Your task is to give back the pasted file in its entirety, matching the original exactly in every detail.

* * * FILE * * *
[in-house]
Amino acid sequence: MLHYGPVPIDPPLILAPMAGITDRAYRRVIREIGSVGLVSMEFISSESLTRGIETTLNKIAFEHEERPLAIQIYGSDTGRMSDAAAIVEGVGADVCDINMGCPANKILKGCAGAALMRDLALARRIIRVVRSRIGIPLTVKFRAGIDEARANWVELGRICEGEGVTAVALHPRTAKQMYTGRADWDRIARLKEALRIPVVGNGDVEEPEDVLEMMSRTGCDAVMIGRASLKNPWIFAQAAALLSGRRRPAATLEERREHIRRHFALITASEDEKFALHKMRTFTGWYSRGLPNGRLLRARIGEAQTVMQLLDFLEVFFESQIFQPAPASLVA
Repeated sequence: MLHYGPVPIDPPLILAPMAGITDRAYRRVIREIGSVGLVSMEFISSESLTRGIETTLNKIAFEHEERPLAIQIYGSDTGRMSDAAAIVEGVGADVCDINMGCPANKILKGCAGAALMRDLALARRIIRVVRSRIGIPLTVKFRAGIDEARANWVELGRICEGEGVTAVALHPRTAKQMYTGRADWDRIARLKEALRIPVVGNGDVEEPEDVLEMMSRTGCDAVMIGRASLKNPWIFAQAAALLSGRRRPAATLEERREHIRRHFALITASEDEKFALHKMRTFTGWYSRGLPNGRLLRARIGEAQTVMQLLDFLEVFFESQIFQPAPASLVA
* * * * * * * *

[in-house]
Amino acid sequence: MLHYGPVPIDPPLILAPMAGITDRAYRRVIREIGSVGLVSMEFISSESLTRGIETTLNKIAFEHEERPLAIQIYGSDTGRMSDAAAIVEGVGADVCDINMGCPANKILKGCAGAALMRDLALARRIIRVVRSRIGIPLTVKFRAGIDEARANWVELGRICEGEGVTAVALHPRTAKQMYTGRADWDRIARLKEALRIPVVGNGDVEEPEDVLEMMSRTGCDAVMIGRASLKNPWIFAQAAALLSGRRRPAATLEERREHIRRHFALITASEDEKFALHKMRTFTGWYSRGLPNGRLLRARIGEAQTVMQLLDFLEVFFESQIFQPAPASLVA
Repeated sequence: MLHYGPVPIDPPLILAPMAGITDRAYRRVIREIGSVGLVSMEFISSESLTRGIETTLNKIAFEHEERPLAIQIYGSDTGRMSDAAAIVEGVGADVCDINMGCPANKILKGCAGAALMRDLALARRIIRVVRSRIGIPLTVKFRAGIDEARANWVELGRICEGEGVTAVALHPRTAKQMYTGRADWDRIARLKEALRIPVVGNGDVEEPEDVLEMMSRTGCDAVMIGRASLKNPWIFAQAAALLSGRRRPAATLEERREHIRRHFALITASEDEKFALHKMRTFTGWYSRGLPNGRLLRARIGEAQTVMQLLDFLEVFFESQIFQPAPASLVA